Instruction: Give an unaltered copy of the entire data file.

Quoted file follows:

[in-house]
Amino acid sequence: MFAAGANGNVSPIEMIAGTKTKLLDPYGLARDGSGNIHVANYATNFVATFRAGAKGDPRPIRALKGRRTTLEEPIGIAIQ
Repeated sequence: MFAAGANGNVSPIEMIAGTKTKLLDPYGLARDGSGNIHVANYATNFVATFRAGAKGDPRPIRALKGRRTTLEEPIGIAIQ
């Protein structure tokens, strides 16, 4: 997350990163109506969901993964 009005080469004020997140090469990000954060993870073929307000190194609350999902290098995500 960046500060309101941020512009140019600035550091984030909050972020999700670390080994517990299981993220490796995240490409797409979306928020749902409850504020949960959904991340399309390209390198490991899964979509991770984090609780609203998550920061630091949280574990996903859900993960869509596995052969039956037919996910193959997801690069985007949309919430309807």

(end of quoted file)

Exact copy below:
[in-house]
Amino acid sequence: MFAAGANGNVSPIEMIAGTKTKLLDPYGLARDGSGNIHVANYATNFVATFRAGAKGDPRPIRALKGRRTTLEEPIGIAIQ
Repeated sequence: MFAAGANGNVSPIEMIAGTKTKLLDPYGLARDGSGNIHVANYATNFVATFRAGAKGDPRPIRALKGRRTTLEEPIGIAIQ
């Protein structure tokens, strides 16, 4: 997350990163109506969901993964 009005080469004020997140090469990000954060993870073929307000190194609350999902290098995500 960046500060309101941020512009140019600035550091984030909050972020999700670390080994517990299981993220490796995240490409797409979306928020749902409850504020949960959904991340399309390209390198490991899964979509991770984090609780609203998550920061630091949280574990996903859900993960869509596995052969039956037919996910193959997801690069985007949309919430309807």